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  37. Radu J. Bogdan (1988). Replies to Israel and Dretske's Bogdan on Information. Mind and Language 3:145-151.score: 21.0
     
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  38. Tim Crane (2001). Jacob on Mental Causation. Acta Analytica 16 (26):15-21.score: 21.0
     
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  39. Robert Kowalenko (2012). Reply to Israel on the New Riddle of Induction. Philosophia 40 (3):549-552.score: 18.0
    Israel 2004 claims that numerous philosophers have misinterpreted Goodman’s original ‘New Riddle of Induction’, and weakened it in the process, because they do not define ‘grue’ as referring to past observations. Both claims are false: Goodman clearly took the riddle to concern the maximally general problem of “projecting” any type of characteristic from a given realm of objects into another, and since this problem subsumes Israel’s, Goodman formulated a stronger philosophical challenge than the latter surmises.
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  40. Richard F. Hassing (2011). History of Physics and the Thought of Jacob Klein. New Yearbook for Phenomenology and Phenomenological Philosophy 11:214-248.score: 18.0
    Aristotelian, classical, and quantum physics are compared and contrasted in light of Jacob Klein’s account of the algebraicization of thought and the resultingdetachment of mind from world, even as human problem-solving power is greatly increased. Two fundamental features of classical physics are brought out: species-neutrality, which concerns the relation between the intelligible and the sensible, and physico-mathematical secularism, which concerns the question of the difference between mathematical objects and physical objects, and whether any differences matter. In contrast to Aristotelian (...)
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  41. Alvin I. Goldman, Jacob on Mirroring, Simulating and Mindreading.score: 18.0
    Jacob (2008) raises several problems for the alleged link between mirroring and mindreading. This response argues that the best mirroring-mindreading thesis would claim that mirror processes cause, rather than constitute, selected acts of mindreading. Second, the best current evidence for mirror-based mindreading is not found in the motoric domain but in the domains of emotion and sensation, where the evidence (ignored by Jacob) is substantial. Finally, simulation theory should distinguish low-level simulation (mirroring) and high-level simulation (involving pretense or (...)
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  42. Edward Wierenga (2011). Augustinian Perfect Being Theology and the God of Abraham, Isaac, and Jacob. International Journal for Philosophy of Religion 69 (2):139-151.score: 18.0
    All of the ingredients for what has become known as Anselmian perfect being theology were present already in the thought of St. Augustine. This paper develops that thesis by calling attention to various claims Augustine makes. It then asks whether there are principled reasons for determining which properties the greatest possible being has and whether an account of what contributes to greatness can settle the question whether the greatest possible being is the same as the God of Abraham, Isaac, and (...)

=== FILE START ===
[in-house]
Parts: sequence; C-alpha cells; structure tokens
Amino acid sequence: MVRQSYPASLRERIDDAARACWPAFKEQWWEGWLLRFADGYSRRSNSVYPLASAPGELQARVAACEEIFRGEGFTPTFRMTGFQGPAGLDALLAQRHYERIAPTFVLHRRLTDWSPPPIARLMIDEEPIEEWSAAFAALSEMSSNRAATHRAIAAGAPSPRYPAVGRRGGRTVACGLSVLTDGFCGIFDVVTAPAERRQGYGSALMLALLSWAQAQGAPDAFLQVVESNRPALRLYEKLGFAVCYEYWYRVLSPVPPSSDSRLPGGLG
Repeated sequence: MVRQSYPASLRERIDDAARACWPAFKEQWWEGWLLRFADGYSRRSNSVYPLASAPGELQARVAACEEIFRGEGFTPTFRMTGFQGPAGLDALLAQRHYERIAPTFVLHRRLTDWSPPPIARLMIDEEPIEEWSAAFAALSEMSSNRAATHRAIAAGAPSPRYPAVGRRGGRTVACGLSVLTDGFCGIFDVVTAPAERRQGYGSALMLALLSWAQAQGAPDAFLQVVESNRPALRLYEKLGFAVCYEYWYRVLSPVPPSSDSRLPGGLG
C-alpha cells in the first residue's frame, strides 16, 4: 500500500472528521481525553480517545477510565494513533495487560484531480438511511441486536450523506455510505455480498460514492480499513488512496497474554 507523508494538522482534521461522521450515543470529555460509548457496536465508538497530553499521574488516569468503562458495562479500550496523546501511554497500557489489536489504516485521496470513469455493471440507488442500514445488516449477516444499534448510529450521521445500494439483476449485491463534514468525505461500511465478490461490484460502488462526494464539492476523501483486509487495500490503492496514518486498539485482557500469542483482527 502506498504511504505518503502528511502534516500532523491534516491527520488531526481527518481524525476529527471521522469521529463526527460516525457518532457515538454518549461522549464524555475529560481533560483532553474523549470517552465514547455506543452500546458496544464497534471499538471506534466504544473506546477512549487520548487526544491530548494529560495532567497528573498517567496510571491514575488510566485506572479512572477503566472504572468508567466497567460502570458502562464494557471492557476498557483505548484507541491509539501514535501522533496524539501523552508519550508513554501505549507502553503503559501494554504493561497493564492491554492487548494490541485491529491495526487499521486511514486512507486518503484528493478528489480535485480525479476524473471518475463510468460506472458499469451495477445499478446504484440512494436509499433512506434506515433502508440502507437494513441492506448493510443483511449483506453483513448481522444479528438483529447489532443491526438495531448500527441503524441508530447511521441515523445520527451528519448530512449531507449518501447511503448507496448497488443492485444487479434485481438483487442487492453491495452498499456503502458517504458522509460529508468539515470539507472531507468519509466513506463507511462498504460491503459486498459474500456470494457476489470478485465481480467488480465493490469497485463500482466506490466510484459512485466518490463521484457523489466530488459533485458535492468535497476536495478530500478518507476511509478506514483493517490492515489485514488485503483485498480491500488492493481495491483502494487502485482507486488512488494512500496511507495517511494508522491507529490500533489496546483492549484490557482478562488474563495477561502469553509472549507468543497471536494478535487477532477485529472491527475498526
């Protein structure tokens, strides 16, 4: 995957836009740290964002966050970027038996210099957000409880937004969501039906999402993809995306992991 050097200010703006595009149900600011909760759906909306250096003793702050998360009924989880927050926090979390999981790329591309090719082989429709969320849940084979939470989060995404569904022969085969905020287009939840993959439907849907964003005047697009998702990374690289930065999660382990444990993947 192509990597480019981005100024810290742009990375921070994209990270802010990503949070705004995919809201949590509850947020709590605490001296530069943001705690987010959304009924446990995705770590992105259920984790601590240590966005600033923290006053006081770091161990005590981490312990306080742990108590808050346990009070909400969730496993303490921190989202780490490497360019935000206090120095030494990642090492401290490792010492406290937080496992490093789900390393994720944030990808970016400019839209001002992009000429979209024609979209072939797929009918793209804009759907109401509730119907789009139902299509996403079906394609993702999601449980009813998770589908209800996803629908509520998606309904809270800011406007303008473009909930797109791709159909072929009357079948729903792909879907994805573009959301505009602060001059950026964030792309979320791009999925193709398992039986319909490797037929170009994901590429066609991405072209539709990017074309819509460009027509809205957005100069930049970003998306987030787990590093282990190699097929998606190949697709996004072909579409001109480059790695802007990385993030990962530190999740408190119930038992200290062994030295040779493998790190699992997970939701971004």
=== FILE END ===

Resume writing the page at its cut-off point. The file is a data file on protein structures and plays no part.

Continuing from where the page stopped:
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  43. Noam Chomsky, Breaking the Israel-Palestine Deadlock.score: 18.0
    The "delegitimation," which is progressing rapidly, was carried forward in December by a Human Rights Watch call on the U.S."to suspend financing to Israel in an amount equivalent to the costs of Israel's spending in support of settlements," and to monitor contributions to Israel from tax-exempt U.S. organizations that violate international law, "including prohibitions against discrimination" -- which would cast a wide net. Amnesty International had already called for an arms embargo on Israel. The legitimation process (...)
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  44. Roberta Garner (1990). Jacob Burckhardt as a Theorist of Modernity: Reading the Civilization of the Renaissance in Italy. Sociological Theory 8 (1):48-57.score: 18.0
    Jacob Burckhardt's The Civilization of the Renaissance in Italy is "read" as a nineteenth century conceptualization of modernity. Its method is one of induction from a dense mass of details drawn from the literature, historiography, and art of the Renaissance. In some respects, Burckhardt anticipates Weber and parallels Marx, but he also includes certain elements of modernity that are absent from the other theorists, such as the emergence of modernity from the interstices of the political order, the formation of (...)